Even the most successful people have regrets, including self-made billionaire and co-founder of Microsoft Bill Gates.
In a series of posts on Twitter offering his best advice for today's 20-somethings, Gates also revealed his biggest regret: Not learning more about the world's problems. "When I left school, I knew little about the world's worst inequities. Took me decades to learn," he writes.
This isn't the first time Gates has opened up about that issue. In his commencement speech at Harvard University ten years ago, Gates said, "Taking a serious look back … I do have one big regret. I left Harvard with no real awareness of the awful inequities in the world, the appalling disparities of health, and wealth and opportunity that condemn millions of people to lives of despair."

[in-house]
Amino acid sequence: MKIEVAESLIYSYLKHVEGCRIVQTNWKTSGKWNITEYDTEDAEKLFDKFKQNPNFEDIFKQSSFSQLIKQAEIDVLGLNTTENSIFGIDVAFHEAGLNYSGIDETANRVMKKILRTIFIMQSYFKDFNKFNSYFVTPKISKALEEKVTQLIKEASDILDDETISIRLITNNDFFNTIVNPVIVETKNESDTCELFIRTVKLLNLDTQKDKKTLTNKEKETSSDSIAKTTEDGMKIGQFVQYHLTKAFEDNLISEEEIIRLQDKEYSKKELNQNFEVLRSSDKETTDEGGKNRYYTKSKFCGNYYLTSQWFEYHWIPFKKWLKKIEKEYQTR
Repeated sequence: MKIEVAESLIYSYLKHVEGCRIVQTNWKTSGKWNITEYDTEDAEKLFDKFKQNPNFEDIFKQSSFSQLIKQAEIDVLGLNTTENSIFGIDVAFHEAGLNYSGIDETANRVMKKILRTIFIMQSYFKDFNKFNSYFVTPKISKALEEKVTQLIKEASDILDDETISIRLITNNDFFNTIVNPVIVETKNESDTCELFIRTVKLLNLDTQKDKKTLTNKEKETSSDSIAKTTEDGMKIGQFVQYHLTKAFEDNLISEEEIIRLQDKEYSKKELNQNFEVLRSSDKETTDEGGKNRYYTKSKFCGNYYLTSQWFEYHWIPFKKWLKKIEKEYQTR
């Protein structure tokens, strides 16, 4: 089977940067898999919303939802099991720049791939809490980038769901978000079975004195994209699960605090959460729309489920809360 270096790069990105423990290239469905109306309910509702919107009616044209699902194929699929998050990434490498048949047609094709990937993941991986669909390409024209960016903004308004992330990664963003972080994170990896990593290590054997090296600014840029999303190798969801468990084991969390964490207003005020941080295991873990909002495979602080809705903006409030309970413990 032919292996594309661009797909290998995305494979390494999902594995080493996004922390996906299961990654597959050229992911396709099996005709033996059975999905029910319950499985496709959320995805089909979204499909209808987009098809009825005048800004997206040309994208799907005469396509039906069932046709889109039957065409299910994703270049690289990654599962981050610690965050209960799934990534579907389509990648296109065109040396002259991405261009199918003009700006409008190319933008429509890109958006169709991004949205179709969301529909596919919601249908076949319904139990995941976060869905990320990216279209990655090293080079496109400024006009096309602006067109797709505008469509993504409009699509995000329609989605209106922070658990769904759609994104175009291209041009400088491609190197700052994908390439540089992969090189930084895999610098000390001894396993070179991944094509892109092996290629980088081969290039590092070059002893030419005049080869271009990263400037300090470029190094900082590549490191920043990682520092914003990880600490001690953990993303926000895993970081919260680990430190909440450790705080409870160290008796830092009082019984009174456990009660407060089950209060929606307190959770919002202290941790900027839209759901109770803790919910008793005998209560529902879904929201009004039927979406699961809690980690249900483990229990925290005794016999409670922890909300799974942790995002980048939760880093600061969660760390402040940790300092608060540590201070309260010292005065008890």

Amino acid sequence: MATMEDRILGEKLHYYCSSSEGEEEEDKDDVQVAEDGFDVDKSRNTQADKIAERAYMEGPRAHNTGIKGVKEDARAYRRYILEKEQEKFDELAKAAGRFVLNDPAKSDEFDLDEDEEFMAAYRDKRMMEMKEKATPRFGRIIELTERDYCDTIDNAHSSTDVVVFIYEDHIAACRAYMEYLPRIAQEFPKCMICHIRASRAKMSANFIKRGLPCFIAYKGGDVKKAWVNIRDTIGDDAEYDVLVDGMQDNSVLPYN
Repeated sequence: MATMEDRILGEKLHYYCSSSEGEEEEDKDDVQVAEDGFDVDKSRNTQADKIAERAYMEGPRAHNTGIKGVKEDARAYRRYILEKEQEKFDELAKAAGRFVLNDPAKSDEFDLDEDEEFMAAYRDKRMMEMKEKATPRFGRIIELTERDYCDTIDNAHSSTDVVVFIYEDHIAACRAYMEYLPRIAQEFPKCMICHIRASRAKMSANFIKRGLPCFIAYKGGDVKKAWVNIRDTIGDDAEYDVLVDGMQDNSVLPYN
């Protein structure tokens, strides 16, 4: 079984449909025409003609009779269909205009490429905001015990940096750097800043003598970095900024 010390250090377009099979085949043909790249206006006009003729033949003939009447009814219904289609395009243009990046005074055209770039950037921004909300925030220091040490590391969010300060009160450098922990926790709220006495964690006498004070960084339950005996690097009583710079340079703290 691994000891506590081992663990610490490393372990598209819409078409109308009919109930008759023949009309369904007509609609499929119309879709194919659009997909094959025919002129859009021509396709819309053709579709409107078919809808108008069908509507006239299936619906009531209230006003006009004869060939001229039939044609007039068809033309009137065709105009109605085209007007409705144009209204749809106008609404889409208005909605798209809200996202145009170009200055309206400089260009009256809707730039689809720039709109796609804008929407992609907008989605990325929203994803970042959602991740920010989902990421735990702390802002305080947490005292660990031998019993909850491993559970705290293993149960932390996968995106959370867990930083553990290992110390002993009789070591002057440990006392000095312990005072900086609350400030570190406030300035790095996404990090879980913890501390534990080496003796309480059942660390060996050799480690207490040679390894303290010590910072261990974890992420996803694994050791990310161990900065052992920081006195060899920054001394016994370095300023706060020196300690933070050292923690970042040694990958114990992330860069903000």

It wasn't until decades after dropping out of Harvard that Gates became seriously involved in philanthropy. The "turning point," as he calls it, happened in 1993 when he encountered deep poverty for the first time during a trip to Africa.
"You graduates came to Harvard at a different time," he told the class of 2007. "You know more about the world's inequities than the classes that came before. In your years here, I hope you've had a chance to think about how, in this age of accelerating technology, we can finally take on these inequities, and we can solve them."
A decade later, he's giving the same advice to the class of 2017: "You know more than I did when I was your age. You can start fighting inequity, whether down the street or around the world, sooner."
Look for more exclusive pieces of advice from icons like Melinda Gates, Dave Ramsey and others over the next few weeks. Follow along on social media using the hashtag #MakeItNewGrads. And don't miss: Bill Gates says this is the book every college grad needs to read